Borealis Philanthropy, the progressive grantmaking intermediary founded in 2014, is announcing today the first round of $1.2 million in grants for its Racial Equity to Accelerate Change (REACH) Fund. Eight organizations providing racial equity training to a wide range of nonprofits across the nation will receive $150,000 each to build their own capacity, increase the number of nonprofits they work with, and begin to share their knowledge and experiences with fellow providers to reduce competitiveness and develop a more collaborative field.
In an unusual move, Borealis is looking to the grantees to help define what the new REACH Fund is all about.
“This initiative doesn’t have a theory of change. We want to co-create that theory of change with the cohort itself,” says Maya Thornell-Sandifor, co-director of racial equity initiatives for Borealis Philanthropy. “Nothing is standard about what we’re doing. We are simultaneously building the capacity of the racial equity training field and creating a feedback loop to educate the donors themselves about what the field needs.”
The germination of the REACH Fund was sown in donors’ conversations with their grantees about the barriers they faced attempting to do racial equity work on their own. Over the past decade, and especially in the last five years, more and more grantmakers have been encouraging their grantees to apply a racial equity lens to their work. Thornell-Sandifor says, “The fund’s founding donors were hearing from many of their grantees that they wanted to do deeper racial equity work, but didn’t have the skills internally to do it, that they felt they were reinventing the wheel in their efforts to do it themselves. There was a gap between grantees’ interest in doing racial equity work and their skills and ability to get started.”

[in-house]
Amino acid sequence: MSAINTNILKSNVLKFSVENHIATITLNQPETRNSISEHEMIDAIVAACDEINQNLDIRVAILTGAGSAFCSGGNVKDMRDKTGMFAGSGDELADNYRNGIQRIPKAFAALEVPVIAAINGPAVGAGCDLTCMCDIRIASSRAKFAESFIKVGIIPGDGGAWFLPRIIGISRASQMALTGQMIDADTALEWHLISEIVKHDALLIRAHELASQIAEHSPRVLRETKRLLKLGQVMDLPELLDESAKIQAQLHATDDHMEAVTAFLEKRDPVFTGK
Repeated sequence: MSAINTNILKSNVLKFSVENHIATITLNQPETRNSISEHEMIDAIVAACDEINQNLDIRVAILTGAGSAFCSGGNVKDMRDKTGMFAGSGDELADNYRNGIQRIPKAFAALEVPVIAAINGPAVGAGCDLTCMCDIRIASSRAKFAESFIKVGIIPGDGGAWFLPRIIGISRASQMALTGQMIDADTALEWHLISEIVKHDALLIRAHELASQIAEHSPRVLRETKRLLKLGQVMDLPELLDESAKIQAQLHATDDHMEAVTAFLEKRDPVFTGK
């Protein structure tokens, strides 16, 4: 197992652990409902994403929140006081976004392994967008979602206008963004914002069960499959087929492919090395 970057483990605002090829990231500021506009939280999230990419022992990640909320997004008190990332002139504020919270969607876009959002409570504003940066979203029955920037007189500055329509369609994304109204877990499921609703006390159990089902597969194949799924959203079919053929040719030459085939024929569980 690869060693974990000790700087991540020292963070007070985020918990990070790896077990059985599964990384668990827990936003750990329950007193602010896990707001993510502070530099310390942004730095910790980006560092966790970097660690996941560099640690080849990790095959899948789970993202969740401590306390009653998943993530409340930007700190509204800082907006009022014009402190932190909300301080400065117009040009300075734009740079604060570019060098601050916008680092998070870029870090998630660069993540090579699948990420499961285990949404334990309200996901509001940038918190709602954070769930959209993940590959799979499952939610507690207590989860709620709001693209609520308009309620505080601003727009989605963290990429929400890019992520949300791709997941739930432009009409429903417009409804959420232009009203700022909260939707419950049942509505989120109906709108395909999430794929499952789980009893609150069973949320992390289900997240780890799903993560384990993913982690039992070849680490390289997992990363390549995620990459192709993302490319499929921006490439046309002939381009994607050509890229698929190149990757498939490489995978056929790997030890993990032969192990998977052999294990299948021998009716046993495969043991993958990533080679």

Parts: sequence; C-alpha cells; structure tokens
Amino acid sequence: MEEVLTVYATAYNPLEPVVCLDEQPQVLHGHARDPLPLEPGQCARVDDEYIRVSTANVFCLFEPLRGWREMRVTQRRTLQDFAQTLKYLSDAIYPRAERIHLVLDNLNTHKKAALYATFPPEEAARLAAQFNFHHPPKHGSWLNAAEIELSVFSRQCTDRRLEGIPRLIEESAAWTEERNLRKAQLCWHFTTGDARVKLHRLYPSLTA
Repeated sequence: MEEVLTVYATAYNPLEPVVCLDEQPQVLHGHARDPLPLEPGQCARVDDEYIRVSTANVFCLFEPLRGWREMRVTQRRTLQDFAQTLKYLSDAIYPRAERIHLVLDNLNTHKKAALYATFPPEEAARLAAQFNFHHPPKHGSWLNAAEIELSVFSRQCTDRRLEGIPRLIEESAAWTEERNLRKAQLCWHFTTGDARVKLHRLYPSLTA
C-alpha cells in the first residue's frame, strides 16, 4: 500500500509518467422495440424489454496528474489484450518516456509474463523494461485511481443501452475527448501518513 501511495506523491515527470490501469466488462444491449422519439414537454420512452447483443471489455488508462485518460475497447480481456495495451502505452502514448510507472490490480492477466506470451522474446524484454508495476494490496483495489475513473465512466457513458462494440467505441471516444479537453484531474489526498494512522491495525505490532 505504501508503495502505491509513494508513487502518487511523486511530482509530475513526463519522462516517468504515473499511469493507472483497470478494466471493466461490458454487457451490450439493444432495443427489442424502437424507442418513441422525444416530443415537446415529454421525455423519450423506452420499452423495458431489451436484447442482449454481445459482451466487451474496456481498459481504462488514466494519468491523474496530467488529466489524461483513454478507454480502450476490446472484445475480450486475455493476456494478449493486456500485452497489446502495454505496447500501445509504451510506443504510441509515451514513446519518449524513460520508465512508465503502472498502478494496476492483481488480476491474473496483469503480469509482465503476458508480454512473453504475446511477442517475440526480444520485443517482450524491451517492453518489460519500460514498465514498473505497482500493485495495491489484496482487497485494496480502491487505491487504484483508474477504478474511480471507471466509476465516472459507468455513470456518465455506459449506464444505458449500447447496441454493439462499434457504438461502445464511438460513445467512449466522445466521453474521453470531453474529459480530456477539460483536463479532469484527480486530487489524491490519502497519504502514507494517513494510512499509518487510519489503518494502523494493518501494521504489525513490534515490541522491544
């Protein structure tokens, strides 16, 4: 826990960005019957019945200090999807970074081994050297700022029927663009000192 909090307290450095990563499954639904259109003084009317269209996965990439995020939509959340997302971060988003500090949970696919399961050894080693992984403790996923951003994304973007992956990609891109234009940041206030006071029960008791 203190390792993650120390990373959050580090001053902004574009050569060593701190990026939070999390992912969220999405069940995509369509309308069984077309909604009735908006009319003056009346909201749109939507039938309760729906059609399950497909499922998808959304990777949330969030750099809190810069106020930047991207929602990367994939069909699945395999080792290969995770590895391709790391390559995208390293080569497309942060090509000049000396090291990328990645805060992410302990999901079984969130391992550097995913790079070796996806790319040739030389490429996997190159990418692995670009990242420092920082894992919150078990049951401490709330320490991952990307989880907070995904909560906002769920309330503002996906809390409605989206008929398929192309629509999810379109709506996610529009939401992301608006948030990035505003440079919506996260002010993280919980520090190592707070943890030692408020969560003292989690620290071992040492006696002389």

The creators of the REACH Fund believe that nurturing the field of racial equity trainers will produce more racial equity work in the nonprofit sector generally—which, in turn, they hope will help nonprofits play a larger role in addressing the root causes of racial disparities in U.S. society.
“We are investing in practitioners who have a body of work around racial equity so they can develop and scale promising tools and strategies to nonprofit organizations committed to transforming their institutions,” said Marissa Tirona, program officer for building institutions and networks at the Ford Foundation, one of the fund donors. “Long-term support for practitioners like these and this field is one of the best ways to advance racial equity in the nonprofit sector.”